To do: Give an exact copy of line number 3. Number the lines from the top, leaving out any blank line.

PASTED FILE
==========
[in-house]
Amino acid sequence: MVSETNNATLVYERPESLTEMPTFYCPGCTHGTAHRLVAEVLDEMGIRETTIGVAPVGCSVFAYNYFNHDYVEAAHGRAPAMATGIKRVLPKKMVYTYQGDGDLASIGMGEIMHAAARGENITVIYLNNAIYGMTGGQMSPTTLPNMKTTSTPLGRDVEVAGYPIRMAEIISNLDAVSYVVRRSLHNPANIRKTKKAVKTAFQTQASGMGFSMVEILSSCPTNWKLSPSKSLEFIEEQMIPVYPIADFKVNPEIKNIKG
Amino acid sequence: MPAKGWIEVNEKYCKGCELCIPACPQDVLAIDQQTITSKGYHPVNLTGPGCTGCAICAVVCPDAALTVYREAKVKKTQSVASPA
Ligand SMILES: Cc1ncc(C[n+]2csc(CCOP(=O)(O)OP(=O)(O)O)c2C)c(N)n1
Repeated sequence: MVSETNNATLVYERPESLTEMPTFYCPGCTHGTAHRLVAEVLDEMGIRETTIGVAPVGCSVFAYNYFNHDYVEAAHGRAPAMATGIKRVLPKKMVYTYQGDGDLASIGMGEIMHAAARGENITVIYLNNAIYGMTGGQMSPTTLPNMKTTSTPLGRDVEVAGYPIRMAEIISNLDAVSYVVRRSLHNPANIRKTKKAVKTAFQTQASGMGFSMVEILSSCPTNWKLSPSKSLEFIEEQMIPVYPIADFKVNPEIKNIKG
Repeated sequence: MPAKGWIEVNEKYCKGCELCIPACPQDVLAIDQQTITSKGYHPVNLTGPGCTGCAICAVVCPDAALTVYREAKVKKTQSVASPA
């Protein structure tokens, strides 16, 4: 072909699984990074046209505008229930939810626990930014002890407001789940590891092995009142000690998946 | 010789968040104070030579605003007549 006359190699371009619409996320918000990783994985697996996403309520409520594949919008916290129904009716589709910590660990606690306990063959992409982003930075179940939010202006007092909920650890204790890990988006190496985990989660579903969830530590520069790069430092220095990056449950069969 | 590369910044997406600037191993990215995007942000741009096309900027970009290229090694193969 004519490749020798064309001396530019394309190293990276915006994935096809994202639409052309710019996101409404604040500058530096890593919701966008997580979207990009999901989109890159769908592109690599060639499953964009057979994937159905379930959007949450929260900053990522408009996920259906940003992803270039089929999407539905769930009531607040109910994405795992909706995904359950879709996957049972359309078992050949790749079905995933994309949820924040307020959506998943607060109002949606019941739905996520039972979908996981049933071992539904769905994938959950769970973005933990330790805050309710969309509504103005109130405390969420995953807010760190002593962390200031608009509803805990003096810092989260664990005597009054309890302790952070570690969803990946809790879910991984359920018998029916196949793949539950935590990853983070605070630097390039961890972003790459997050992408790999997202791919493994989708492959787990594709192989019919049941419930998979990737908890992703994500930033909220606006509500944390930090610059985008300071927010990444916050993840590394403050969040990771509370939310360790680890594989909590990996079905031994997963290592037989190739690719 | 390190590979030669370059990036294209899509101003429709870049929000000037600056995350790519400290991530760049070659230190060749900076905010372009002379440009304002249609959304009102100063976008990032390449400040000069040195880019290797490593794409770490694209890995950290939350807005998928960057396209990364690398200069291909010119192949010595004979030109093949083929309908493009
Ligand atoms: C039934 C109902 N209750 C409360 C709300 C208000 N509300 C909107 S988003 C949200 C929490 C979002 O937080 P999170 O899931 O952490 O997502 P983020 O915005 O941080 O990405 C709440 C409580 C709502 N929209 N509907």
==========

Amino acid sequence: MPAKGWIEVNEKYCKGCELCIPACPQDVLAIDQQTITSKGYHPVNLTGPGCTGCAICAVVCPDAALTVYREAKVKKTQSVASPA